In the 1970's TV show "Kung Fu," Master Po once said, "If a man dwells on the past, then he robs the present. But if a man ignores the past, he may rob the future."
Personally, as cool as that sounds, that kind of advice just leaves me baffled.
And baffled is exactly how I feel in the post-"Save The Euro" summit era as I try to decipher the reactions of all the various masters out there and whether it was a success or a failure.
"There were three important things that took place around the summit that are very important, that will shape the investment climate," says Marc Chandler, chief global currency strategist at Brown Brothers Harriman. He suggests the summit was a success, as long as you went into it with the correct expectations (Little Grasshopper).
The first major development is the decision by the ECB to provide a "practically unlimited amount of funding to the European Banks" Chandler says, adding, "I think this is really under-appreciated by the markets...the ECB basically opened up the spigots." Since he was not expecting the ECB to "backstop to the sovereign debt market" with unlimited bond or currency buying, Chandler's take away is far more positive than mine, even though his macro forecast is that the Euro is still heading lower.
While many investors are hungry for a so-called ''bazooka" action from Europe, Chandler, again, is not one them. Instead, he says the second major development to come out of last week's summit is "steps towards greater fiscal union." Chandler says despite what the United States may prefer, the talks are a "marathon not a sprint" and German Chancellor Angela Merkel is like a mountain climber.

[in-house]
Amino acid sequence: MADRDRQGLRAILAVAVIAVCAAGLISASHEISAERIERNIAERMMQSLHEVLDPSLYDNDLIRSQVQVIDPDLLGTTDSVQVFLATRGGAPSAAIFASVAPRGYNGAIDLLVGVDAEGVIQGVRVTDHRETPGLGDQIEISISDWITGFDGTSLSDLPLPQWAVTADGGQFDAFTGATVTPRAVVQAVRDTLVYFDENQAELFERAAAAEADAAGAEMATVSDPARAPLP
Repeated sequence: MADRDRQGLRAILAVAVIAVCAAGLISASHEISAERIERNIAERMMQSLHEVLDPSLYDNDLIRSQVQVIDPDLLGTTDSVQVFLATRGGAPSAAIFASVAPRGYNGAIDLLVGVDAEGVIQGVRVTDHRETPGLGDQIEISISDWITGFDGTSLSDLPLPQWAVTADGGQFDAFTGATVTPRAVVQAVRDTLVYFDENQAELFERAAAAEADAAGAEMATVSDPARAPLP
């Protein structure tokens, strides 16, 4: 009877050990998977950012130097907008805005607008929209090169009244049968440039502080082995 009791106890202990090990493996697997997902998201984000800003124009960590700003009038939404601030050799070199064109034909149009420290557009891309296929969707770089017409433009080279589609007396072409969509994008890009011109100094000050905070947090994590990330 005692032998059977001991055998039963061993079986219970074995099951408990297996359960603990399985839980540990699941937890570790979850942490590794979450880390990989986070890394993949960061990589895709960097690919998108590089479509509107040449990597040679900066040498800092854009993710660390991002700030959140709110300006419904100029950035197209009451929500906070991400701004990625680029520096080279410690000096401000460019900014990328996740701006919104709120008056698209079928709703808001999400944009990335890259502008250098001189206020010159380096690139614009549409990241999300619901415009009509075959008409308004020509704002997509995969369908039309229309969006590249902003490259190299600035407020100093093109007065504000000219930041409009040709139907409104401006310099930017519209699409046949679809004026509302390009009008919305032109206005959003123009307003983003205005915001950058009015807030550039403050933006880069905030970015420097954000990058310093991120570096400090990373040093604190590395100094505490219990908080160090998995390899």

"What she wants is to know is where you put the next foothold, where you put the next handhold, so you don't fall off the cliff," he says.
Chandler's third and final piece of Euro Summit takeaway is the bold move by the United Kingdom to essentially go it alone, as well as the reward that action is receiving in the currency and debt markets where the British Pound and Gilts "can act as safe havens."
Another small but important step Chandler tells me I failed to appreciate is the liberalization of criteria for what is considered acceptable collateral by banks. "They're accepting everything but Action Comic Books," Chandler jokes, before pointing our that a cut in the bank reserve requirement (to 1% from 2%) will also save lenders an estimated 100 billion Euros.
For all these "gains," appreciated or not, Chandler admits, "I feel confident that the Euro is still g0ing to fall, not just because of the European summit," but because, he says, the Eurozone is headed for a recession. To wit, the ECB is easing but the Fed is on hold.
And maybe it's just that simple after all, and we need to focus on what's important, as the King Fu Master used to teach us.
- Brown Brothers Harriman